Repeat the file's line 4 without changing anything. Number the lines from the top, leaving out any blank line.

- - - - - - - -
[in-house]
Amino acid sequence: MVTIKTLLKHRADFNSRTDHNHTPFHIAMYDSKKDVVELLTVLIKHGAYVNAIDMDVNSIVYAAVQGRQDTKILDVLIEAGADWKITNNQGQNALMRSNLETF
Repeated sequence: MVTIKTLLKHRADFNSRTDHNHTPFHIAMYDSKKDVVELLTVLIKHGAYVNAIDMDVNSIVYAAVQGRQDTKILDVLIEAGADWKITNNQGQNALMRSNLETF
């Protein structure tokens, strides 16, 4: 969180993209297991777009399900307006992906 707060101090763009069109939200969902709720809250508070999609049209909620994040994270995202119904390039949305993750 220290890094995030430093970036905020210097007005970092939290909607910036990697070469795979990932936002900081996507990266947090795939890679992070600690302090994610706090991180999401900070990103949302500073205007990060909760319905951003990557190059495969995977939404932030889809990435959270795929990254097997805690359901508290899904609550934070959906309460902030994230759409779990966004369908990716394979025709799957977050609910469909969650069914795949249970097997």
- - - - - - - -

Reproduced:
């Protein structure tokens, strides 16, 4: 969180993209297991777009399900307006992906 707060101090763009069109939200969902709720809250508070999609049209909620994040994270995202119904390039949305993750 220290890094995030430093970036905020210097007005970092939290909607910036990697070469795979990932936002900081996507990266947090795939890679992070600690302090994610706090991180999401900070990103949302500073205007990060909760319905951003990557190059495969995977939404932030889809990435959270795929990254097997805690359901508290899904609550934070959906309460902030994230759409779990966004369908990716394979025709799957977050609910469909969650069914795949249970097997």